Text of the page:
Oak Bay High principal Dave Thomson has a knack for whipping his students into a frenzy.
Not that they needed any extra help, knowing that the Cops for Cancer Tour de Rock team riders would soon be rolling in – their arrival Thursday morning was announced loudly to the packed gym by a line of police motorcycles with sirens blaring.
The riders were near the end of their 14-day Island-wide journey to raise funds to pay for cancer research, summer camp for young cancer patients and survivors, and to acknowledge the health battles families face in every community on Vancouver Island.
Once things calmed down and the presentations started, the emotion was palpable.
Oak Bay Police Department Reserve Const. Jarrod Christison, the force’s lone rider on the Tour de Rock, found himself choked up with the level of support the students afforded he and the team.
“We ride bikes from the top of the Island down, but without your support, without all your effort, none of this would have happened,” he told them. “We just would have been a bunch of cops in spandex riding down the Island.”
The impact of cancer was not lost on such a young group. At one point someone asked how many people in the room had lost or known someone with cancer – the vast majority raised their hand.
The unveiling of the school’s campaign total, left till nearly the last, contained all the drama and suspense of the old TV fundraising telethons.
Campaign co-leaders Liam McDonough, Cathleen Evans and Danica Robirtis ripped numbered sheets off an easel representing how many children would be sent to camp – which was the school’s baseline goal. It was clear from their expressions they sensed the total dollars raised when they reached the number 30.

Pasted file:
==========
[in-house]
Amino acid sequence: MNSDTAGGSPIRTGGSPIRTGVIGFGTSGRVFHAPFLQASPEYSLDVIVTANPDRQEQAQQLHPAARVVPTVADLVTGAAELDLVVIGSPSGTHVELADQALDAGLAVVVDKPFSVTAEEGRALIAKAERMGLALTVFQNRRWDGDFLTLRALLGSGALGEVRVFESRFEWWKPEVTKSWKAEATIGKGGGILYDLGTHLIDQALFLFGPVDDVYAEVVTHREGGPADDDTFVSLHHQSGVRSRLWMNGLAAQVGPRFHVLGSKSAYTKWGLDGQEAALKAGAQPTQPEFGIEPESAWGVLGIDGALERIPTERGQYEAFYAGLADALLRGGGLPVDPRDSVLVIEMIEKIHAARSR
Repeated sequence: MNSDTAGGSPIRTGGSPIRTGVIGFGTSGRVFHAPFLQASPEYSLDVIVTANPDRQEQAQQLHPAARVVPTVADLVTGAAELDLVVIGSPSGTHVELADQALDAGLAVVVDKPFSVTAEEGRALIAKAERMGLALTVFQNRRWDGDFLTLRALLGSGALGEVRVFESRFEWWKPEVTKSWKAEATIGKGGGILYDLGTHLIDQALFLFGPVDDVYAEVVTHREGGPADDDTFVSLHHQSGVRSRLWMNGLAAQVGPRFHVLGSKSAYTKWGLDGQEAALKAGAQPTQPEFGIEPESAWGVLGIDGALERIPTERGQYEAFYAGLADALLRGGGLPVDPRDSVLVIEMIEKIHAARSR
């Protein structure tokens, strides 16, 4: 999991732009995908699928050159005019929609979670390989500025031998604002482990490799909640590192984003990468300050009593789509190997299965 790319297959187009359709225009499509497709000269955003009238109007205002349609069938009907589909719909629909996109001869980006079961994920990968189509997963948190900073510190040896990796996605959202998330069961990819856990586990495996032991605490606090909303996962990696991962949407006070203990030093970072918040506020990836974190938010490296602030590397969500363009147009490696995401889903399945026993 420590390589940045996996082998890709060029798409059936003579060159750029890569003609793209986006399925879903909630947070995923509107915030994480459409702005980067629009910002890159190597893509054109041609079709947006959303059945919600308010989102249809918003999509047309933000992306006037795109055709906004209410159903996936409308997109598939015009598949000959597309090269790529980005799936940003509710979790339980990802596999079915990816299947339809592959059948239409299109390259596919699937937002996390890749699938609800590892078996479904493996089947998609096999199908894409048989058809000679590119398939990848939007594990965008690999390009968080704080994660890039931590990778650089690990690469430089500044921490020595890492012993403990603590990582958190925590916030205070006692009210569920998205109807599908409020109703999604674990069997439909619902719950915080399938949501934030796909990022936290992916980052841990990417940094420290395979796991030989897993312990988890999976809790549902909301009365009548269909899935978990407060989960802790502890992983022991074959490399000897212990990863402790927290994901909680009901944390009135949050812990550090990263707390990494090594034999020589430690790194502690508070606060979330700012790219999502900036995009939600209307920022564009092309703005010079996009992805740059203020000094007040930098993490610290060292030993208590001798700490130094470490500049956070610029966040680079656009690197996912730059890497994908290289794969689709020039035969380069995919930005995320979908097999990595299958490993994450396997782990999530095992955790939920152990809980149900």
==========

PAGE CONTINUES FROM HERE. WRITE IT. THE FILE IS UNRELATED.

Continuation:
When the number – $45,229 – was unveiled, bedlam reigned in the gym. The amount bettered last year’s school record figure by almost $2,000, a fact that left Evans in shock.
“Last year they made a lot money … We thought we’re never going to be able to do that, so our big focus was ‘let’s make it about the (number of) kids (to camp).’ That’s 30 kids to camp,” she said.
“Especially with (junior rider Daisy Irwin of Sooke) there, it was overwhelming. I’m just so proud of everybody, all my group leaders. The entire school, it’s like crazy that all these kids will do that (to help) 30 kids. It’s a lot of time and effort but it’s definitely worth it.”
The students engaged in numerous fundraising events, from an eight-hour relay, to silent auctions to in-school activities. With Oak Bay High having built a tradition of getting behind Cops for Cancer in recent years, students have a template for success.
“The best thing about this is that it’s 98 per cent student-driven,” teacher-sponsor Chad Jacques said.
“It’s my highlight of the year and I love seeing what they do, what they work towards and the growth they go through throughout the event. (Seeing) the looks on their faces and the cheer in the crowd when the number of kids was revealed and the amount of money we raised was revealed – I was overcome with emotion. And they earned it. It wasn’t given to them, they had to work hard for it.”
The Tour riders moved on to Sidney later Thursday and wrap up their ride Friday with stops in Esquimalt, Saanich and back to Victoria for the finale, starting at 4:30 p.m. in Centennial Square.